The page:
Please help me prioritize my backlog

Since I am reducing my gaming time I really need to try and make the most of it. I would have made this a poll, but the backlog is just too big. These are all the games I have that I either haven’t played, or didn’t play enough to pass judgement. My question to you is this, “Out of these games you have played, which of these games are worth playing (single player) if game time is limited?”. You don’t need to factor in how long it takes to play the game. I’m trying to cull out the weak ones. No need to justify your selections unless you would like to. I’d be interested, but I don’t want to ask anyone to spend too much time on it. Thanks for your input!
PS- You should see the list of games I have played…

The 39 Steps

Achtung Panzer: Operation Star
AI War + 4 DLC
American Civil War
Arsenal of Democracy
Assassin’s Creed III

Battlefield 3
Beyond Divinity
Borderlands GOTY
Burnout Paradise Ultimate

Cities In Motion 2
Company of Heroes Complete
Chompy Chomp Chomp
Crusader Kings 2 + Expansions (demo never clicked, but I never tried again)
Crysis Warhead
Crysis Wars
Crysis 2 Maximum

Darkest Hour: A HOI Game
The Darkness II
Darksiders 2
Dead Space 3
Depths of Peril
Derreck The Deathfin
Dirt 3
Disciples 2 - Dark Prophecy 2, Gallean’s Return, Rise of the Elves Gold
Disciples 3 Reincarnation, Renaissance, Resurrection
Dishonored DLC
Dominions 3
DROD: Gunthro and the Epic Blunder
DROD RPG:Tendry’s Tale
Dust: An Elysian Tail
Elven Legacy Collection
Europa Universalis IV

Fate of the World
Football Manager 2013 (or 2012, 2011, 2010)

Geneforge 1-5
GTA : San Andreas
GTA 4: Episodes From Liberty City
Guild Wars 2

Hacker Evolution
Half Minute Hero
Hearts of Iron 2 + Doomsday, Armageddon
Hearts of Iron 2: Iron Cross
Hearts of Iron 3 + Sempter Fi, For the Motherland, Dies Irae, Stars and Stripes, Their Finist Hour
Hitman: Absolution
Hitman: Blood Money

Imperialism 2

King of Dragon Pass

Lara Croft and the Guardian of Light

Master of Orion
Men of War
Might & Magic Heroes VI + Shades of Darkness
Mount & Blade: Warband

Need For Speed: Most Wanted
Need for Speed: Shift

One Finger Death Punch

Patrician III

Reign: Conflict of Nations
Robin Hood: The Legend of Sherwood

Shogun 2 + Rise of the Samuri (Haven’t been a fan of any other Total War game - mostly due to tedious battles)
Shogun 2 Fall of the Samauri
Silent Storm Gold
The Sims 3 + Ambitions + Generations (Briefly tried base Sims 3 got bored)
Sins of a Solar Empire: Trinity
Sins of a Solar Empire: Rebellion
Space Empires 4 Deluxe
Space Empires 5
Spellforce Platnum
Spellforce 2: Gold
Strategic War In Europe
Sword of the Stars Collection
Sword of the Stars II
Sword of the Stars: The Pit

Serious Sam 3 BFE
Serious Sam Classic 1 & 2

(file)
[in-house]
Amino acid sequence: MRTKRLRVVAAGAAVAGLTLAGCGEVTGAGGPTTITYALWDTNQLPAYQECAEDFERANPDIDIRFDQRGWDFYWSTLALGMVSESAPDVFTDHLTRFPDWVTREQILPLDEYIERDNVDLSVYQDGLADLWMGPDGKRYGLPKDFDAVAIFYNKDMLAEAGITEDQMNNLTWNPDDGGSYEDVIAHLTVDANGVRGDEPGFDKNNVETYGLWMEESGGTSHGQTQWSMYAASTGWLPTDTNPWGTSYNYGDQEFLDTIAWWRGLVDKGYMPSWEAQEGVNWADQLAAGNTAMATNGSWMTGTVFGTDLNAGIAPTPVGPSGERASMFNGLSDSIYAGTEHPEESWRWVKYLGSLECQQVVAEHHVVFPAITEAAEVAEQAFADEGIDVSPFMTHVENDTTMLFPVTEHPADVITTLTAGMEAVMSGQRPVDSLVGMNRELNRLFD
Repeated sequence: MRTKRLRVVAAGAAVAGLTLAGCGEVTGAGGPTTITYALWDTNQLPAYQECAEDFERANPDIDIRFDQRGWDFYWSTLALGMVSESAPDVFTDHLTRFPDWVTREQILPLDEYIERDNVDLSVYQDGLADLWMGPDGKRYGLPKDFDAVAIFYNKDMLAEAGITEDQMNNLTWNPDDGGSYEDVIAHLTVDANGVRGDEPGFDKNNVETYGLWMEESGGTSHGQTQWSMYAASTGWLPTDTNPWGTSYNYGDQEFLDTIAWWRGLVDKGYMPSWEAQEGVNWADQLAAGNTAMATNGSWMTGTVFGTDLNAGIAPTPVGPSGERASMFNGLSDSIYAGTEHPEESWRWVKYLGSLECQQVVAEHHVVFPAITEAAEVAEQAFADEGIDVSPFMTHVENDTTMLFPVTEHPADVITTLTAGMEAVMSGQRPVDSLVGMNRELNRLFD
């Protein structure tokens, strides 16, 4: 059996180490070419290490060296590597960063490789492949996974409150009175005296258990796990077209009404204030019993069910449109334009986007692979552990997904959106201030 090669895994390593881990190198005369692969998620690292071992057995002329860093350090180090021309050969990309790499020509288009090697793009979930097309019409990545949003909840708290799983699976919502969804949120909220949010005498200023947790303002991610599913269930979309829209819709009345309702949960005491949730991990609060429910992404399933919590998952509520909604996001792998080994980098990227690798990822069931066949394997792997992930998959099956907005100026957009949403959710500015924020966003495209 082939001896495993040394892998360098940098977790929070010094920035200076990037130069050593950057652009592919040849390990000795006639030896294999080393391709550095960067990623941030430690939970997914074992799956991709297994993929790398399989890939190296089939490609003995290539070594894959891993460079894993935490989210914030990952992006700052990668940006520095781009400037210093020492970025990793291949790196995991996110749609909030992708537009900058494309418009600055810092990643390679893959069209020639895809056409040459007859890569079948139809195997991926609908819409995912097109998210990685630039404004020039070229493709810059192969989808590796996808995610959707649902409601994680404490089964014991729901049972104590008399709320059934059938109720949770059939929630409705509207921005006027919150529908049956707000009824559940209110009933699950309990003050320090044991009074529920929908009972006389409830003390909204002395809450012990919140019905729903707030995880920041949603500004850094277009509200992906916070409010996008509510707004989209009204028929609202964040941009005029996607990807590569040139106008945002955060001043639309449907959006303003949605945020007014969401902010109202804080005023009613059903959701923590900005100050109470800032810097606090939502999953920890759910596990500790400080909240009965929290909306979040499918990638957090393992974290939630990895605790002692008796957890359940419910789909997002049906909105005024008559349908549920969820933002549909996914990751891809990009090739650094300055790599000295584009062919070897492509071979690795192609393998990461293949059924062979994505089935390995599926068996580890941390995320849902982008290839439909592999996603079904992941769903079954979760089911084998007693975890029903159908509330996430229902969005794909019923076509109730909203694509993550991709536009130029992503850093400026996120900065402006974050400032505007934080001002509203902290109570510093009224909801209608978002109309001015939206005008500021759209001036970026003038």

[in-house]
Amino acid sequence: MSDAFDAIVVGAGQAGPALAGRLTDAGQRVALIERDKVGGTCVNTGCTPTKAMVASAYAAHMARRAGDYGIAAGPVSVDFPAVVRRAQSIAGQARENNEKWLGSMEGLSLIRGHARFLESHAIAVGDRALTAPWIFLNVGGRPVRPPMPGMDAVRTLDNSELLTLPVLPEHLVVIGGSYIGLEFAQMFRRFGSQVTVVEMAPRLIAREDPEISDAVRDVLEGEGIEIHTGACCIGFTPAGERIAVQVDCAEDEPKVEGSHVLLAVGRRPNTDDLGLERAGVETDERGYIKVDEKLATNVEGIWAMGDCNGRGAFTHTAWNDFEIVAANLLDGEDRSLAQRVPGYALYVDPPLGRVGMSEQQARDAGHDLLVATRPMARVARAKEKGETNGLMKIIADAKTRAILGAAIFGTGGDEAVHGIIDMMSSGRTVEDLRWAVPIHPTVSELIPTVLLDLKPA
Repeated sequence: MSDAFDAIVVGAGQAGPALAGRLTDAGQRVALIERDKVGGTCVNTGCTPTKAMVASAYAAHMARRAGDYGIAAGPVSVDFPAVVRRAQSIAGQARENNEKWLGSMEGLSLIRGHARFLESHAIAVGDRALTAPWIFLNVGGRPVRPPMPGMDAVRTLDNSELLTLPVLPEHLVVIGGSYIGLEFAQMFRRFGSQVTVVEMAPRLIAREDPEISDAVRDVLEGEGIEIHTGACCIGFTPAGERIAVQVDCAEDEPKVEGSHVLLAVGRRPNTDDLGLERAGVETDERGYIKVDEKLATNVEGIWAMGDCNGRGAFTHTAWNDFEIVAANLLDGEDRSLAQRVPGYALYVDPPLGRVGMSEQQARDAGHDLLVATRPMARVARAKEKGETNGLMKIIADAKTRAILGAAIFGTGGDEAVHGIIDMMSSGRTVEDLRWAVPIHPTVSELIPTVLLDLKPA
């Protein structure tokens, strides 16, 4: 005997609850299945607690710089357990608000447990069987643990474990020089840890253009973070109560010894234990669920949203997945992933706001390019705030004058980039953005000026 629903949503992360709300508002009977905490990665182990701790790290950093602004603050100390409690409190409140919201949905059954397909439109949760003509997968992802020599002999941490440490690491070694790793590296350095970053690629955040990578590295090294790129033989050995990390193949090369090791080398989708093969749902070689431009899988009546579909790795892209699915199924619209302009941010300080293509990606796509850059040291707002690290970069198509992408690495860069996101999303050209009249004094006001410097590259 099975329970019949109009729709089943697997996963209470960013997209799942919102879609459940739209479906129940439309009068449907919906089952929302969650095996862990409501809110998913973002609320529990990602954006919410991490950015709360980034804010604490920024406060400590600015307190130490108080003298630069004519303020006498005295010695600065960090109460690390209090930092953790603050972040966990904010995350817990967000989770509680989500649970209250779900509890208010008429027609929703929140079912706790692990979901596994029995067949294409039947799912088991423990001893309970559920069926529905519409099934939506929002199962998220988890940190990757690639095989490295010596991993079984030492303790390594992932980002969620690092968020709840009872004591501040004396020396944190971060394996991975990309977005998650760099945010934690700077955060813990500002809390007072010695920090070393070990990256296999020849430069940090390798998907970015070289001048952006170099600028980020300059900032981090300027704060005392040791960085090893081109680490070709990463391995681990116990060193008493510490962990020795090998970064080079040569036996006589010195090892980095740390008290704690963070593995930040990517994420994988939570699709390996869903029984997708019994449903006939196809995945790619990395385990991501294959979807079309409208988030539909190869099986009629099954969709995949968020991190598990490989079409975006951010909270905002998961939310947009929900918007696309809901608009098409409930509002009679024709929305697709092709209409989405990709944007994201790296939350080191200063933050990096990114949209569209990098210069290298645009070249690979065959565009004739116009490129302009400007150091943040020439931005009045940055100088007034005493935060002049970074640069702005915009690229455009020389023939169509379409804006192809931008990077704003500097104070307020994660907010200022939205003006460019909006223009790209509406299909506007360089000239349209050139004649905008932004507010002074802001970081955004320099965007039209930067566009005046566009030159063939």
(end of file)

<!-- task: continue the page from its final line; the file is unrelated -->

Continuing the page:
Sine Mora
Stalker - Call of Pripyat
Stalker: Clear Sky
Stealth Bastard
Super Panda Adventures

Theatre of War
Theatre of War 2: africa
Theatre of War 2: Kursk
To the Moon
Tom Clancy’s Splinter Cell Chaos Theory
Tom Clancy’s Splinter Cell: Conviction
Tom Clancy’s Splinter Cell Double Agent
Tomb Raider: Anniversary
Tomb Raider: Legend
Trackmania United Forever
Traffic Giant Gold 2012
Train Simulator 2013
Transport Giant Gold Edition 2012

Victoria 2 + A House Divided + Heart of Darkness (briefly tried base game and didn’t get into it)

Waking Mars
War of the Human Tanks
Wargame Airland Battle (Never got into European Escalation )
The Whispered Word
Wings of Prey

X-COM: UFO Defense
X-COM: Terror From the Deep
X-COM: Apocolypse
X-Com: Interceptor
X-Com Enforcer

Zafehouse Diaries

Victoria 2 and expansions: expansions vastly improve on the base game. Play a great power, though, or someone with a clear path to becoming a great power (Sweden, for instance). Otherwise, you’re locked out of the colonization aspects, which are a lot of the fun.

DiRT 3: totally worth it, if only because there aren’t any other modern games with rally stages in.

Arsenal of Democracy: I preferred this one to Darkest Hour. You really only need to play one.

Guild Wars 2: my favorite MMO, because I can put it down for several months and do other stuff, and I’m not wasting money on a subscription.

There you go. Start with The Darkness II. When you’re done with that list, come back and we can do round 2.

Assassin’s Creed III
Company of Heroes Complete [Just play the original campaign]
The Darkness II
Dead Space 3
Dishonored DLC
Guild Wars 2
Hitman: Blood Money
Sins of a Solar Empire: Rebellion
Sine Mora
To the Moon
Tom Clancy’s Splinter Cell Chaos Theory
Tom Clancy’s Splinter Cell: Conviction

Of those, I’d say the five very very best are

Dead Space 3
Assassin’s Creed 3
Hitman: Blood Money
The Darkness 2
Guild Wars 2

Good luck!

Rock8man, I guess I should also specify that I have Borderlands 2 and probably played 50% of it. I like it and plan on continuing at some point even though I took a break from it. Should I still play Borderlands GOTY or does Borderlands 2 supercede it?